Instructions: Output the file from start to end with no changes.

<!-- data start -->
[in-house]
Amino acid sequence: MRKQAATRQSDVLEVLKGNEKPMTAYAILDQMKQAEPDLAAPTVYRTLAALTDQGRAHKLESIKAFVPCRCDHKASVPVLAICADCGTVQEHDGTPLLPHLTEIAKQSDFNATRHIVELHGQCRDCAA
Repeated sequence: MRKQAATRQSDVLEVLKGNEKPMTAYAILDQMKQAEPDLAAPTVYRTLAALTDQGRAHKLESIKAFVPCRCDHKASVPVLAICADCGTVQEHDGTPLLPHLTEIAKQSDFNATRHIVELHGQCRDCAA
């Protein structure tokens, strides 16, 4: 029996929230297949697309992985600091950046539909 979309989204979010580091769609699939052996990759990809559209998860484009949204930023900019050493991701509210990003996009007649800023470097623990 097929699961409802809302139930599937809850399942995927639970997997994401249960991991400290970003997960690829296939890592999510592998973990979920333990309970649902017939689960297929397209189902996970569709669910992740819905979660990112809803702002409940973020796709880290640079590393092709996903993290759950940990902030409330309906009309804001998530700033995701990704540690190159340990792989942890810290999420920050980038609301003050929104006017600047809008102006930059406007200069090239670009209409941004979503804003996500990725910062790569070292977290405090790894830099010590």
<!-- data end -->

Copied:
[in-house]
Amino acid sequence: MRKQAATRQSDVLEVLKGNEKPMTAYAILDQMKQAEPDLAAPTVYRTLAALTDQGRAHKLESIKAFVPCRCDHKASVPVLAICADCGTVQEHDGTPLLPHLTEIAKQSDFNATRHIVELHGQCRDCAA
Repeated sequence: MRKQAATRQSDVLEVLKGNEKPMTAYAILDQMKQAEPDLAAPTVYRTLAALTDQGRAHKLESIKAFVPCRCDHKASVPVLAICADCGTVQEHDGTPLLPHLTEIAKQSDFNATRHIVELHGQCRDCAA
């Protein structure tokens, strides 16, 4: 029996929230297949697309992985600091950046539909 979309989204979010580091769609699939052996990759990809559209998860484009949204930023900019050493991701509210990003996009007649800023470097623990 097929699961409802809302139930599937809850399942995927639970997997994401249960991991400290970003997960690829296939890592999510592998973990979920333990309970649902017939689960297929397209189902996970569709669910992740819905979660990112809803702002409940973020796709880290640079590393092709996903993290759950940990902030409330309906009309804001998530700033995701990704540690190159340990792989942890810290999420920050980038609301003050929104006017600047809008102006930059406007200069090239670009209409941004979503804003996500990725910062790569070292977290405090790894830099010590």